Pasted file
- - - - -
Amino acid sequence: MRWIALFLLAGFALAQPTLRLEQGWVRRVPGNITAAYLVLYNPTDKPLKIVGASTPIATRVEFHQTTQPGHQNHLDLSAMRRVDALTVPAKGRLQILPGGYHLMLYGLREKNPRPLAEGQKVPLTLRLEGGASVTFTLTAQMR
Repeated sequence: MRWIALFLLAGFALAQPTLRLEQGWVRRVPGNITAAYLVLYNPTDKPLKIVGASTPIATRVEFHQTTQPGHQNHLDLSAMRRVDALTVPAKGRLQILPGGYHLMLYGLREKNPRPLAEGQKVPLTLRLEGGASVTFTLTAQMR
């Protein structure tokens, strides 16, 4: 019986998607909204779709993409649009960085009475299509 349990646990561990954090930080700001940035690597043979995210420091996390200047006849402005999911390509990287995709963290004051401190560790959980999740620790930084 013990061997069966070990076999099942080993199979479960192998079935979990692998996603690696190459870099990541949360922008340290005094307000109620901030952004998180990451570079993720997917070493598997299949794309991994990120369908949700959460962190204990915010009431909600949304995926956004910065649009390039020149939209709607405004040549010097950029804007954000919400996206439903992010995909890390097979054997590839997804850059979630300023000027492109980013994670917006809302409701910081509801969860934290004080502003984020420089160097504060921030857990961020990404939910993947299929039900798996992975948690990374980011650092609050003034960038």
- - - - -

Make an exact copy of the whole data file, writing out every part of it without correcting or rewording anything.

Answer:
Amino acid sequence: MRWIALFLLAGFALAQPTLRLEQGWVRRVPGNITAAYLVLYNPTDKPLKIVGASTPIATRVEFHQTTQPGHQNHLDLSAMRRVDALTVPAKGRLQILPGGYHLMLYGLREKNPRPLAEGQKVPLTLRLEGGASVTFTLTAQMR
Repeated sequence: MRWIALFLLAGFALAQPTLRLEQGWVRRVPGNITAAYLVLYNPTDKPLKIVGASTPIATRVEFHQTTQPGHQNHLDLSAMRRVDALTVPAKGRLQILPGGYHLMLYGLREKNPRPLAEGQKVPLTLRLEGGASVTFTLTAQMR
């Protein structure tokens, strides 16, 4: 019986998607909204779709993409649009960085009475299509 349990646990561990954090930080700001940035690597043979995210420091996390200047006849402005999911390509990287995709963290004051401190560790959980999740620790930084 013990061997069966070990076999099942080993199979479960192998079935979990692998996603690696190459870099990541949360922008340290005094307000109620901030952004998180990451570079993720997917070493598997299949794309991994990120369908949700959460962190204990915010009431909600949304995926956004910065649009390039020149939209709607405004040549010097950029804007954000919400996206439903992010995909890390097979054997590839997804850059979630300023000027492109980013994670917006809302409701910081509801969860934290004080502003984020420089160097504060921030857990961020990404939910993947299929039900798996992975948690990374980011650092609050003034960038």